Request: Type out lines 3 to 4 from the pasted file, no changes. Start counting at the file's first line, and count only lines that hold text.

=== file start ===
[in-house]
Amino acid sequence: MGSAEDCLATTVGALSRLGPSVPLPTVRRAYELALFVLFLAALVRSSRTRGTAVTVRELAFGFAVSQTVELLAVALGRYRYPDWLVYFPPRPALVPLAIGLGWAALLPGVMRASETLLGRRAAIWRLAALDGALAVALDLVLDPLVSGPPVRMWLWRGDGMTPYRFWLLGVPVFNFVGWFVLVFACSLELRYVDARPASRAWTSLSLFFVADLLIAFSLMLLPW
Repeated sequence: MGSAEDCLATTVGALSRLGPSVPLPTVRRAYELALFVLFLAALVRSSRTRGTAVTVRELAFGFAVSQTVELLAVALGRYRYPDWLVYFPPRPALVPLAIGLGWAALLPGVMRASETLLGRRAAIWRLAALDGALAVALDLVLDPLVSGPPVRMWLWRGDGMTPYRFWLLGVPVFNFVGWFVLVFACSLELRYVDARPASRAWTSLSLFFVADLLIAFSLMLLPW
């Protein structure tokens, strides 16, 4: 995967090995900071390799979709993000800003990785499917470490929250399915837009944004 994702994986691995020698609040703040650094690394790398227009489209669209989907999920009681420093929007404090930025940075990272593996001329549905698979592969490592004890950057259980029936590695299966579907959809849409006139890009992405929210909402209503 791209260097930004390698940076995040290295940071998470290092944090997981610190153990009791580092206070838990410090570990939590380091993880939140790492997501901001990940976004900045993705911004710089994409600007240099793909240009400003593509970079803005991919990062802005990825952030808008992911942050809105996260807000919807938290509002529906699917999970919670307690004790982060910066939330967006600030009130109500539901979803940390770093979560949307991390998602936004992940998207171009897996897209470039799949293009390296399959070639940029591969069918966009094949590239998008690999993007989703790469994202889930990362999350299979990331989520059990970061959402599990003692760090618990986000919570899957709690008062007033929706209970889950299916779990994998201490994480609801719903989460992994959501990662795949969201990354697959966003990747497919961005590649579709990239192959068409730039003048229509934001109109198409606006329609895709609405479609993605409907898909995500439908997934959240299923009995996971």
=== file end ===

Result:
Repeated sequence: MGSAEDCLATTVGALSRLGPSVPLPTVRRAYELALFVLFLAALVRSSRTRGTAVTVRELAFGFAVSQTVELLAVALGRYRYPDWLVYFPPRPALVPLAIGLGWAALLPGVMRASETLLGRRAAIWRLAALDGALAVALDLVLDPLVSGPPVRMWLWRGDGMTPYRFWLLGVPVFNFVGWFVLVFACSLELRYVDARPASRAWTSLSLFFVADLLIAFSLMLLPW
């Protein structure tokens, strides 16, 4: 995967090995900071390799979709993000800003990785499917470490929250399915837009944004 994702994986691995020698609040703040650094690394790398227009489209669209989907999920009681420093929007404090930025940075990272593996001329549905698979592969490592004890950057259980029936590695299966579907959809849409006139890009992405929210909402209503 791209260097930004390698940076995040290295940071998470290092944090997981610190153990009791580092206070838990410090570990939590380091993880939140790492997501901001990940976004900045993705911004710089994409600007240099793909240009400003593509970079803005991919990062802005990825952030808008992911942050809105996260807000919807938290509002529906699917999970919670307690004790982060910066939330967006600030009130109500539901979803940390770093979560949307991390998602936004992940998207171009897996897209470039799949293009390296399959070639940029591969069918966009094949590239998008690999993007989703790469994202889930990362999350299979990331989520059990970061959402599990003692760090618990986000919570899957709690008062007033929706209970889950299916779990994998201490994480609801719903989460992994959501990662795949969201990354697959966003990747497919961005590649579709990239192959068409730039003048229509934001109109198409606006329609895709609405479609993605409907898909995500439908997934959240299923009995996971």